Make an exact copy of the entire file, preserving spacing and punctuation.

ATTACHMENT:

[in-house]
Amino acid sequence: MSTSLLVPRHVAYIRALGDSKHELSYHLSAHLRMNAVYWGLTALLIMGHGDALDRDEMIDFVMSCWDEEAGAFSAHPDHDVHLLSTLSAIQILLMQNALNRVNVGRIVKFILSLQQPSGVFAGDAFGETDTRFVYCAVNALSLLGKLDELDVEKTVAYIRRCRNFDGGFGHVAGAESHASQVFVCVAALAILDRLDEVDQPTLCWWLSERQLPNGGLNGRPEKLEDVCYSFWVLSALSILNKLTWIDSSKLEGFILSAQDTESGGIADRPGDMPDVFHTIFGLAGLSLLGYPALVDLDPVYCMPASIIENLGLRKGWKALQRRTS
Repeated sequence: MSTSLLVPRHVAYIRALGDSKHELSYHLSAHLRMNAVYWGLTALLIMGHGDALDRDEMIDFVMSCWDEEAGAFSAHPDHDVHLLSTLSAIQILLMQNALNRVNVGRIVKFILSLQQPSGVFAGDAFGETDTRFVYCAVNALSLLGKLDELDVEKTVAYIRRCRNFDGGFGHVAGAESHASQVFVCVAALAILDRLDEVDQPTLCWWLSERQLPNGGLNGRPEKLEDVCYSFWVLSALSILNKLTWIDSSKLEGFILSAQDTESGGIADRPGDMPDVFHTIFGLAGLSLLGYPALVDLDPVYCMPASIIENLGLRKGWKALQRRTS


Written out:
[in-house]
Amino acid sequence: MSTSLLVPRHVAYIRALGDSKHELSYHLSAHLRMNAVYWGLTALLIMGHGDALDRDEMIDFVMSCWDEEAGAFSAHPDHDVHLLSTLSAIQILLMQNALNRVNVGRIVKFILSLQQPSGVFAGDAFGETDTRFVYCAVNALSLLGKLDELDVEKTVAYIRRCRNFDGGFGHVAGAESHASQVFVCVAALAILDRLDEVDQPTLCWWLSERQLPNGGLNGRPEKLEDVCYSFWVLSALSILNKLTWIDSSKLEGFILSAQDTESGGIADRPGDMPDVFHTIFGLAGLSLLGYPALVDLDPVYCMPASIIENLGLRKGWKALQRRTS
Repeated sequence: MSTSLLVPRHVAYIRALGDSKHELSYHLSAHLRMNAVYWGLTALLIMGHGDALDRDEMIDFVMSCWDEEAGAFSAHPDHDVHLLSTLSAIQILLMQNALNRVNVGRIVKFILSLQQPSGVFAGDAFGETDTRFVYCAVNALSLLGKLDELDVEKTVAYIRRCRNFDGGFGHVAGAESHASQVFVCVAALAILDRLDEVDQPTLCWWLSERQLPNGGLNGRPEKLEDVCYSFWVLSALSILNKLTWIDSSKLEGFILSAQDTESGGIADRPGDMPDVFHTIFGLAGLSLLGYPALVDLDPVYCMPASIIENLGLRKGWKALQRRTS